State of the Franchise
The Chargers began 2012 uncharacteristically fast, winning three of their first four games, but a series of costly turnovers and blown leads translated into six losses in their next seven games. The year ended with a disappointing 7-9 record, a third straight playoff absence and the firing of coach Norv Turner and GM A.J. Smith.
In 2012, the offense once again lived and died on the right arm of QB Philip Rivers. Seven times Rivers had a passer rating of 100 or better last year, and the Bolts went 6-1 in those games. Of course the flip side of that equation was that the team was a dreadful 1-8 in games in which Rivers was not at his best. At the wide receiver position, the Chargers were led by the steady but unspectacular Malcom Floyd, who had 56 grabs, but when Danario Alexander was signed in midseason, he quickly became the team's hottest receiver, averaging 17.8 yards per catch, while hauling in seven touchdowns down the stretch. This year, the pair will be joined by rookie Keenan Allen, who is recovering from a knee injury, but may just be the most talented player of the bunch. At tight end, Antonio Gates is entering his 11th year in the league and is coming off the lowest yardage total since his rookie season, but he can still make big plays when called upon.
Running back Ryan Mathews is fast approaching the point where he needs to deliver on some of his vast potential if he wants to avoid the dreaded “bust” tag. After his breakout 2011 season in which he tallied over 1,500 total yards and six touchdowns, Mathews regressed badly in 2012, with 707 rushing yards, 252 receiving yards and only one touchdown. To help carry some of the load, the Chargers signed Danny Woodhead from the Patriots this offseason. The elusive Woodhead can make plays as a pass-catcher and should capably fill a change-of-pace role. Meanwhile Ronnie Brown returns to the mix after proving that he still has a little gas left in the tank last year, posting solid averages of 4.8 yards per rush and 7.6 yards per reception in 2012.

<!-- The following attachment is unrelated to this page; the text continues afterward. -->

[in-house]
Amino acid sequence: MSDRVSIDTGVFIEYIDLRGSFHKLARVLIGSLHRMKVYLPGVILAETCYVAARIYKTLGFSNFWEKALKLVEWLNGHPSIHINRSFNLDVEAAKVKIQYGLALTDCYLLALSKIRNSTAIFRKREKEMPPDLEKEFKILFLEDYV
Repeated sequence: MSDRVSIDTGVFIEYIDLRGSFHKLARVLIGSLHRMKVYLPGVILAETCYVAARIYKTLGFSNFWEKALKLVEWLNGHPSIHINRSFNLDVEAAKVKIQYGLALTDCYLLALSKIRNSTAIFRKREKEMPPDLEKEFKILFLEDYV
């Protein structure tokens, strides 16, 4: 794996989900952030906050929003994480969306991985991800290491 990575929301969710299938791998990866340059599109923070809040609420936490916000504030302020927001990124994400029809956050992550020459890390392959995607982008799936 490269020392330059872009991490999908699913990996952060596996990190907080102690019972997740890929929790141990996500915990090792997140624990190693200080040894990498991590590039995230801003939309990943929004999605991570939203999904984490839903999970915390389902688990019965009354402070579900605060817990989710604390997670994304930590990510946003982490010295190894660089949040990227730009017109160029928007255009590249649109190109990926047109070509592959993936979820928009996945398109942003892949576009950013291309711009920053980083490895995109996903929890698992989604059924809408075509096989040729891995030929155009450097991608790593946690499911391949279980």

On defense, the team parted ways with a few of its more widely known stars, but S Eric Weddle, LB Donald Butler and DE Corey Liuget all return to lead a young and rapidly improving group. John Pagano will once again serve as the defensive coordinator after his unit played fairly well last season, ranking sixth against the run and ninth overall. With the addition of veteran LB Dwight Freeney, rookie LB Manti Te'o and the expected continued development of young players like S Brandon Taylor, the arrow appears to be pointing up on this side of the ball.
Manti Te'o - LB, Notre Dame
(Round 2, 38th overall)
One of the most dominating college linebackers of all time is expected to immediately start for the Bolts and should fill up the stat sheet every week.
Danny Woodhead - RB, Patriots
Became a very productive back in three seasons in New England, piling up 747 combined yards and seven touchdowns last year.
Keenan Allen - WR, California
(Round 3, 76th overall)
A big target, who is a fluid route runner with soft hands; he dropped in the draft due to injury concerns.
Dwight Freeney - LB, COLTS
A proven pass-rusher brought in to help offset the loss of Melvin Ingram to a knee injury.
DEREK COX - CB, Jaguars
One of the most coveted corners on the market after leading Jacksonville in interceptions each of the last four seasons with a total of 12.
D.J. FLUKER - OT, Alabama
(Round 1, 11th overall)
Will immediately shore up the right side of an offensive line in desperate need of help, but the team still has issues at left tackle.
TAKEO SPIKES - LB, FA
A tackling machine, posting 100-plus total tackles in two of the last three seasons, but the new regime wanted to go in a different direction.